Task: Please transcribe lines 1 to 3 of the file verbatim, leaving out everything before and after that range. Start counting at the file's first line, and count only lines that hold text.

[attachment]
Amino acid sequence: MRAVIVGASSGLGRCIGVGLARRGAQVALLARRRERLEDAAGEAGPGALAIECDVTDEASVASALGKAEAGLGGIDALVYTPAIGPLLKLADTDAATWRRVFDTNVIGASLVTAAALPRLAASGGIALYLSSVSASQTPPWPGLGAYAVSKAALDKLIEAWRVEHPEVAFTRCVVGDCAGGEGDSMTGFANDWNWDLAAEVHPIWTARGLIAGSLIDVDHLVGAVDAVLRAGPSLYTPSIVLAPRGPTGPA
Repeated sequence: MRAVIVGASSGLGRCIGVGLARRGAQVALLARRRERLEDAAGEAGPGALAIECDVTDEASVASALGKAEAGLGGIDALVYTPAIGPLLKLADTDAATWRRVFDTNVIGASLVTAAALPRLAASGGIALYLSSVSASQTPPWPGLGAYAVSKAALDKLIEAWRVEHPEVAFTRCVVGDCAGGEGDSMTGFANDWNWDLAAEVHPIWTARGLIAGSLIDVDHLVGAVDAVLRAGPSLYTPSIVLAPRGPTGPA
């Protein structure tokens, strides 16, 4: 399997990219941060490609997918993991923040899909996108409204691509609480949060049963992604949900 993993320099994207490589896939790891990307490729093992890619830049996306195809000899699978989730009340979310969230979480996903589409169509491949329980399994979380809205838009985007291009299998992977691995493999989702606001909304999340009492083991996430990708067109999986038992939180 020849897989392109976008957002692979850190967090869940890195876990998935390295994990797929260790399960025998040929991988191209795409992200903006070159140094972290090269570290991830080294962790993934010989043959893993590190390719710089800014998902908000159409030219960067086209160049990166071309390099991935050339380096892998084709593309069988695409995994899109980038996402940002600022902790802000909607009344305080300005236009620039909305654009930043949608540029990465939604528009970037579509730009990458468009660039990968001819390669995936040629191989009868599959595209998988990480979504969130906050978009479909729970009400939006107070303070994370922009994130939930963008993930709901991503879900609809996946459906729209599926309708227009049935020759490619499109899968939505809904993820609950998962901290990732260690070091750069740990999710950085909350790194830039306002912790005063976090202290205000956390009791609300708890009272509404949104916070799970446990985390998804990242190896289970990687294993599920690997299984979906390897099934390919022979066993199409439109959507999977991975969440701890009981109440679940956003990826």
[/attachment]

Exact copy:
Amino acid sequence: MRAVIVGASSGLGRCIGVGLARRGAQVALLARRRERLEDAAGEAGPGALAIECDVTDEASVASALGKAEAGLGGIDALVYTPAIGPLLKLADTDAATWRRVFDTNVIGASLVTAAALPRLAASGGIALYLSSVSASQTPPWPGLGAYAVSKAALDKLIEAWRVEHPEVAFTRCVVGDCAGGEGDSMTGFANDWNWDLAAEVHPIWTARGLIAGSLIDVDHLVGAVDAVLRAGPSLYTPSIVLAPRGPTGPA
Repeated sequence: MRAVIVGASSGLGRCIGVGLARRGAQVALLARRRERLEDAAGEAGPGALAIECDVTDEASVASALGKAEAGLGGIDALVYTPAIGPLLKLADTDAATWRRVFDTNVIGASLVTAAALPRLAASGGIALYLSSVSASQTPPWPGLGAYAVSKAALDKLIEAWRVEHPEVAFTRCVVGDCAGGEGDSMTGFANDWNWDLAAEVHPIWTARGLIAGSLIDVDHLVGAVDAVLRAGPSLYTPSIVLAPRGPTGPA
């Protein structure tokens, strides 16, 4: 399997990219941060490609997918993991923040899909996108409204691509609480949060049963992604949900 993993320099994207490589896939790891990307490729093992890619830049996306195809000899699978989730009340979310969230979480996903589409169509491949329980399994979380809205838009985007291009299998992977691995493999989702606001909304999340009492083991996430990708067109999986038992939180 020849897989392109976008957002692979850190967090869940890195876990998935390295994990797929260790399960025998040929991988191209795409992200903006070159140094972290090269570290991830080294962790993934010989043959893993590190390719710089800014998902908000159409030219960067086209160049990166071309390099991935050339380096892998084709593309069988695409995994899109980038996402940002600022902790802000909607009344305080300005236009620039909305654009930043949608540029990465939604528009970037579509730009990458468009660039990968001819390669995936040629191989009868599959595209998988990480979504969130906050978009479909729970009400939006107070303070994370922009994130939930963008993930709901991503879900609809996946459906729209599926309708227009049935020759490619499109899968939505809904993820609950998962901290990732260690070091750069740990999710950085909350790194830039306002912790005063976090202290205000956390009791609300708890009272509404949104916070799970446990985390998804990242190896289970990687294993599920690997299984979906390897099934390919022979066993199409439109959507999977991975969440701890009981109440679940956003990826």